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Poster D23

Understanding dietary regulatory success as weight status-dependent changes in large-scale cortical organization.

Poster Session D - Monday, April 15, 2024, 8:00 – 10:00 am EDT, Sheraton Hall ABC

Remi Janet1 (, Jonathan Smallwood1, Cendri Hutcherson2,3, Hilke Plassmann4, Bronte McKeown1, Anita Tusche1,5; 1Departments of Psychology, Queen’s University, Kingston, Canada, 2Department of Psychology, University of Toronto, Toronto, ON Canada, 3Department of Marketing, Rotman School of Management, University of Toronto, Toronto, ON Canada, 4Marketing Area, INSEAD and Paris Brain Institute, Sorbonne University, France, 5Division of Humanities and Social Sciences, California Institute of Technology, Pasadena, United States

Individuals differ in their ability to regulate their diets. Why? Our study tested the notion that flexible, goal-consistent dietary choices result from adopting – and shifting – large-scale cortical brain states in a multi-dimensional space of principal dimensions of brain variation (gradients). These gradients were originally determined from the decomposition of resting state data from the Human Connectome Project and suggested to constitute a core organizing axis of the brain. We tested if shifts in brain states along established large-scale cortical gradients predict short-term regulatory success in an established fMRI food choice task (N=123). We also examined how weight status moderates this link (captured in individuals’ body mass index, BMI). Participants made choices under a non-constrains (NC) and health-focused condition (HC) in the food task. We projected task-evoked brain states measured under both choice conditions in a three-dimensional space of established gradients of large-scale cortical organization. Shifts in task-based brain states between natural and regulatory food choices (NC and HC) predict variance in people’s dietary regulated behavior (r2=0.328, p=0.015). Results also revealed a significant interaction effect between the magnitude of these neural shifts in the gradient space and BMI (β=3.12, p=0.016). Leaner participants showed smaller shifts to achieve regulatory success, suggesting that their natural and regulatory dietary brain states are more similar. We show that variance in dietary success across people can be understood as changes along neurocognitive functional hierarchies. Our results indicate how dietary control might emerge from the cortex through varying similarities along established macroscale patterns of organization.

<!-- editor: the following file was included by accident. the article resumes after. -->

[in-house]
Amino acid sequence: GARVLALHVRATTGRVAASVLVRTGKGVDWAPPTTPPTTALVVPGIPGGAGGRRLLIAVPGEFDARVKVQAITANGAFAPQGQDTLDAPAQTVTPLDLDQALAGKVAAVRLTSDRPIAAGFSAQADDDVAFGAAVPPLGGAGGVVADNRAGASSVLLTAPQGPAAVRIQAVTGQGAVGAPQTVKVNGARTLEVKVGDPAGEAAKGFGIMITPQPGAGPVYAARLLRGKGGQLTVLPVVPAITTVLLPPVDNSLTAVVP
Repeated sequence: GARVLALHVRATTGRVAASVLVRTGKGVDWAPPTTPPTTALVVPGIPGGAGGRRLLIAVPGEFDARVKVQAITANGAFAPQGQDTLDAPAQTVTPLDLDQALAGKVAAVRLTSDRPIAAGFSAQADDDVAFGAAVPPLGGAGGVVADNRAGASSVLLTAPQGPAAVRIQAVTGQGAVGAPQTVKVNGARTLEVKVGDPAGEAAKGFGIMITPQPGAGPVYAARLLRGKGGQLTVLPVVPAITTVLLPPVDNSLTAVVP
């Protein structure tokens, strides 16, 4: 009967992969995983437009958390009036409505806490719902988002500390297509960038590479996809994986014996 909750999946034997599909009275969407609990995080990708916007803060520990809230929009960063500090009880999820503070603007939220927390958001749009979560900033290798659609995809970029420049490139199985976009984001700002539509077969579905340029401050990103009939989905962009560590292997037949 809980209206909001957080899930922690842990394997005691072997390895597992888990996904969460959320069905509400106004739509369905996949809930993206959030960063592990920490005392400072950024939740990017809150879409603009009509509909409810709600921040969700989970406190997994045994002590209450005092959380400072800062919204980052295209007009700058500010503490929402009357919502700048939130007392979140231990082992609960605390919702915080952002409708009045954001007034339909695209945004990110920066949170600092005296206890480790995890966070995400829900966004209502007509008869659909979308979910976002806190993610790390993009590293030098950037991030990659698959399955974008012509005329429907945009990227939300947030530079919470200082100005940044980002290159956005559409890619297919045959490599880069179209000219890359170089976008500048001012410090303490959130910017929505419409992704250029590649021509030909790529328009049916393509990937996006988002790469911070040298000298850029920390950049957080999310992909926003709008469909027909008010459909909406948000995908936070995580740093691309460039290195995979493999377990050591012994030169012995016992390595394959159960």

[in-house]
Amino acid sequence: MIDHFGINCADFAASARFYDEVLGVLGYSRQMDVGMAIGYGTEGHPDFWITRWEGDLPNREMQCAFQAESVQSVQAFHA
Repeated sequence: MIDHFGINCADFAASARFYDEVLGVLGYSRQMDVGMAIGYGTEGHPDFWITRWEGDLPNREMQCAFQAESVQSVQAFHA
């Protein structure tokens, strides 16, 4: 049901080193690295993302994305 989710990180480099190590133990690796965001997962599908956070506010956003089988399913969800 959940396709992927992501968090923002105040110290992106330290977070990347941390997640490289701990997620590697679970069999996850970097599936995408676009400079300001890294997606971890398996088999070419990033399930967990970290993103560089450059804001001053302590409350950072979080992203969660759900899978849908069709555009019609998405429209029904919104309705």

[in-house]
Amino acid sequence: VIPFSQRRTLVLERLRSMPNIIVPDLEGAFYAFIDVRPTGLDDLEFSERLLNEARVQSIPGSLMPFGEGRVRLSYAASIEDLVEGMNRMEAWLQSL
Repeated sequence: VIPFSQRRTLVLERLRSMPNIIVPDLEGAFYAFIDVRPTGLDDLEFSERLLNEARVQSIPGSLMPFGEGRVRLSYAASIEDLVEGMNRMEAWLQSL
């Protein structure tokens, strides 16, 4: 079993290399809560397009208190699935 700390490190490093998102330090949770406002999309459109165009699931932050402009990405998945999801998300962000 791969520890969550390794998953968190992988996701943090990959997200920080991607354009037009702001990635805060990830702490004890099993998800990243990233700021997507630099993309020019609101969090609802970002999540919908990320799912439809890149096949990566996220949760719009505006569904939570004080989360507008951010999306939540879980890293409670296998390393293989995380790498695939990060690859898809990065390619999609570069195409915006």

Topic Area: EXECUTIVE PROCESSES: Goal maintenance & switching


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